The third student in 20 minutes trips on the icy sidewalk leading up to the union, cursing the ice and the school and all that is good. Said student vaguely dreams of the ambiguous “Spring Break.”
Spring Break is right around the corner — the longest corner ever. It seems we’ve been rounding this corner for weeks.
We are nine weeks through spring semester, which boasts Michigan’s crummiest period of weather. The semester is 15 weeks long. Some quick math indicates that this break is about two and a half weeks overdue, if the break’s intent is to offer a mid-semester recess from the stress of college life and weather that is predictable only in the sense that you know it will be awful.
A vacation halfway through the semester, which is when most schools’ occur (you’ll have noticed if you’ve had any Facebook friends posting pictures of beaches these past few weeks), is an opportunity for students to take a break from Hillsdale and come back refreshed, ready to attack the remainder of the semester with vigor. Even if students don’t fly off to somewhere marvelous, time to relax at home is as anticipated and enjoyable.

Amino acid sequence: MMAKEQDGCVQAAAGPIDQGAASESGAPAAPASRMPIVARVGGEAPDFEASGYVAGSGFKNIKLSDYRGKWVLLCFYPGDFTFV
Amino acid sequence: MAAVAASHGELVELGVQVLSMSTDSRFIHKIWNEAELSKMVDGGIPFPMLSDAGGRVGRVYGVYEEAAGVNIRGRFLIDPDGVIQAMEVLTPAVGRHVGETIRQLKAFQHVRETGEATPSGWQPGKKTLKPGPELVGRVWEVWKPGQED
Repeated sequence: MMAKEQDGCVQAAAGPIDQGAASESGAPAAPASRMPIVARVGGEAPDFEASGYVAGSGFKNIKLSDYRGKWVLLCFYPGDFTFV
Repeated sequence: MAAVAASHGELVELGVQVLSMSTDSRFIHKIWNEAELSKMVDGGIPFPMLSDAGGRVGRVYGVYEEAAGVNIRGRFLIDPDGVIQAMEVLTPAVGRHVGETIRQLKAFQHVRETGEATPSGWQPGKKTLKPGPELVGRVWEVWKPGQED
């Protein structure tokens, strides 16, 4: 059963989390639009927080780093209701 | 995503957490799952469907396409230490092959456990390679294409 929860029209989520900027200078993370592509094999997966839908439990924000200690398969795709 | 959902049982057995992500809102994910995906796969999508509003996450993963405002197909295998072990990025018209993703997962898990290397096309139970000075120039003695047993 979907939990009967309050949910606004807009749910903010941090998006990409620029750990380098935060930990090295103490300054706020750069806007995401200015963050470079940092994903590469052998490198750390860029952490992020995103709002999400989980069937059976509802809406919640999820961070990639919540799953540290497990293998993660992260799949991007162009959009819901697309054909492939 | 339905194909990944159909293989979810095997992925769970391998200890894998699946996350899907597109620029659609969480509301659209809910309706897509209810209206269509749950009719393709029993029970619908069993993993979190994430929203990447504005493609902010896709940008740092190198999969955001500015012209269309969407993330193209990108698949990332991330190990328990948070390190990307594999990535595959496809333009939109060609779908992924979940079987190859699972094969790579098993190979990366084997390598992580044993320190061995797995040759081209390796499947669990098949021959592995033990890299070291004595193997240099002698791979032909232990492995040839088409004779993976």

Students are approaching this break, however, like worn and wounded soldiers, and will likely return to campus frazzled as they realize that less than five weeks remain before final exams. Pupils begin to hyperventilate, realizing that a semester’s worth of papers looms still. Seniors need another break to catch up on the sleep they didn’t get while writing their thesis.
We recognize Hillsdale’s rational and Christian reasoning of aligning Spring Break with Easter. But it seems to make more sense to add the travel day to a separate Easter weekend, spreading out vacation time. Add a half-day on Good Friday and Voila — a bonus three and a half day weekend in addition to Spring Break.
If Spring Break were earlier, Easter Break would bring a later time of rest. Think of it like Fall Break and Thanksgiving break.
We don’t think we’re alone in going stir-crazy here. Enjoy your overdue break, but don’t enjoy it too much. Reality will hit harder than ever when we get back.